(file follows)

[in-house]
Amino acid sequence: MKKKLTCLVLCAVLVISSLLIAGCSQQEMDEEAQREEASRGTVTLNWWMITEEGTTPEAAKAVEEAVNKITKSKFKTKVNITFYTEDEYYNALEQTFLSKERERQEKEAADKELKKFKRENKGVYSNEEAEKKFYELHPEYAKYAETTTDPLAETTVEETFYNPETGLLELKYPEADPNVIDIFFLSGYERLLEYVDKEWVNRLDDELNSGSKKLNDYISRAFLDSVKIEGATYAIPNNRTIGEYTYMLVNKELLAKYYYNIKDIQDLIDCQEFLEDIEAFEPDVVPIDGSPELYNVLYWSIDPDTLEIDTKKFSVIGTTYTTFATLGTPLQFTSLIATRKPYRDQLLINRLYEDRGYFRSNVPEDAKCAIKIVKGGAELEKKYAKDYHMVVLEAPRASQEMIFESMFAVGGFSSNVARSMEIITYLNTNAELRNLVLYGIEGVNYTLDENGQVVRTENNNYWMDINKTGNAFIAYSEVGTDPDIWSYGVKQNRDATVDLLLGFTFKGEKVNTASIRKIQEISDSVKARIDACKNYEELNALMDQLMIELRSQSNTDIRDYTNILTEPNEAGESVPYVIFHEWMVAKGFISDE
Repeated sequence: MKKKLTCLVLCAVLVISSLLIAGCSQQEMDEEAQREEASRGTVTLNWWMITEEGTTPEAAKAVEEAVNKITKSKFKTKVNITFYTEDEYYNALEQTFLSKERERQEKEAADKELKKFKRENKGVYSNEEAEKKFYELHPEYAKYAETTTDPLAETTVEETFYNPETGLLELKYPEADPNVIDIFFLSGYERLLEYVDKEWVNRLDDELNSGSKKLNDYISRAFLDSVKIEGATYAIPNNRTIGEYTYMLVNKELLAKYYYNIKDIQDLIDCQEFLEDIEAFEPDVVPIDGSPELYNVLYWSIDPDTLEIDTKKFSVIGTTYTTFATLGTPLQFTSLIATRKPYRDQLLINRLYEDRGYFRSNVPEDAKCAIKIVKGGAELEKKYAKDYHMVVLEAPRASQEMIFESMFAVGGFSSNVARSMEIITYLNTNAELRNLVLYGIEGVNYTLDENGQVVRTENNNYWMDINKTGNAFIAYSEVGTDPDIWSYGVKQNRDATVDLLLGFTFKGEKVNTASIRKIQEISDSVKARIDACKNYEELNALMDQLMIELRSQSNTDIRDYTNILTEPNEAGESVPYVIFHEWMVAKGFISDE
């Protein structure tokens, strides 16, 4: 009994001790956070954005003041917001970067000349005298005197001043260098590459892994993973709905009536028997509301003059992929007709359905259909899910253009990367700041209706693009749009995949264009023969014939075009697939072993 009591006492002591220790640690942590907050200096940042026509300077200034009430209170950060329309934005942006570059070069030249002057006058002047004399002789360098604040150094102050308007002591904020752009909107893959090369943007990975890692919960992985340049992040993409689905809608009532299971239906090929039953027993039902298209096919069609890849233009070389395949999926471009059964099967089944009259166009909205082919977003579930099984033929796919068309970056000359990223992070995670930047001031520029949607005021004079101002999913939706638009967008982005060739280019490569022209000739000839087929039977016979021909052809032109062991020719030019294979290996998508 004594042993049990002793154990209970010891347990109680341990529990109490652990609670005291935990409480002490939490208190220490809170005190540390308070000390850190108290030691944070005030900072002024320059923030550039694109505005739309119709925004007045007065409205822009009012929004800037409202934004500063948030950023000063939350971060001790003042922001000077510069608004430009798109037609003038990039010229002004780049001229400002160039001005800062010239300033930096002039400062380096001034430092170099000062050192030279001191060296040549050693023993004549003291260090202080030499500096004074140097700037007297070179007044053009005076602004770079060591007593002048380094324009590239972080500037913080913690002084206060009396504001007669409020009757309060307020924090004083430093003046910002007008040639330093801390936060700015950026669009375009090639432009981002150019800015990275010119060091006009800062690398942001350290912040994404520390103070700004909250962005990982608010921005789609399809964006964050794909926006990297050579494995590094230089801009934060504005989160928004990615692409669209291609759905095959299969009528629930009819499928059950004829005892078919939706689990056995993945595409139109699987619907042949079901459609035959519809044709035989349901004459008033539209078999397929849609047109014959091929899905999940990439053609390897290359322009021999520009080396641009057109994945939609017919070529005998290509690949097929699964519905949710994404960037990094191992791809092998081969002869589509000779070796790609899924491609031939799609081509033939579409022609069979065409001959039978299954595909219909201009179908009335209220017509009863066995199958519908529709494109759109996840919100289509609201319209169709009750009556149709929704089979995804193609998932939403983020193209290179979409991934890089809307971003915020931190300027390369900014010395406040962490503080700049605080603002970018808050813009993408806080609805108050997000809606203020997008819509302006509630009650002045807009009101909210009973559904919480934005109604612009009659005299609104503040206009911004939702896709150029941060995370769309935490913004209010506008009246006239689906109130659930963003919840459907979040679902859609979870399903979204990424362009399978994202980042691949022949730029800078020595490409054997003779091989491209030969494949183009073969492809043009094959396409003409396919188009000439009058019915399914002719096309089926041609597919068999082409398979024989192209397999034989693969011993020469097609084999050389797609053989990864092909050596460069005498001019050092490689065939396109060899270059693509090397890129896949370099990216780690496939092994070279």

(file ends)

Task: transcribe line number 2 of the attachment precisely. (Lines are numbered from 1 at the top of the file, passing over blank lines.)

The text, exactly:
Amino acid sequence: MKKKLTCLVLCAVLVISSLLIAGCSQQEMDEEAQREEASRGTVTLNWWMITEEGTTPEAAKAVEEAVNKITKSKFKTKVNITFYTEDEYYNALEQTFLSKERERQEKEAADKELKKFKRENKGVYSNEEAEKKFYELHPEYAKYAETTTDPLAETTVEETFYNPETGLLELKYPEADPNVIDIFFLSGYERLLEYVDKEWVNRLDDELNSGSKKLNDYISRAFLDSVKIEGATYAIPNNRTIGEYTYMLVNKELLAKYYYNIKDIQDLIDCQEFLEDIEAFEPDVVPIDGSPELYNVLYWSIDPDTLEIDTKKFSVIGTTYTTFATLGTPLQFTSLIATRKPYRDQLLINRLYEDRGYFRSNVPEDAKCAIKIVKGGAELEKKYAKDYHMVVLEAPRASQEMIFESMFAVGGFSSNVARSMEIITYLNTNAELRNLVLYGIEGVNYTLDENGQVVRTENNNYWMDINKTGNAFIAYSEVGTDPDIWSYGVKQNRDATVDLLLGFTFKGEKVNTASIRKIQEISDSVKARIDACKNYEELNALMDQLMIELRSQSNTDIRDYTNILTEPNEAGESVPYVIFHEWMVAKGFISDE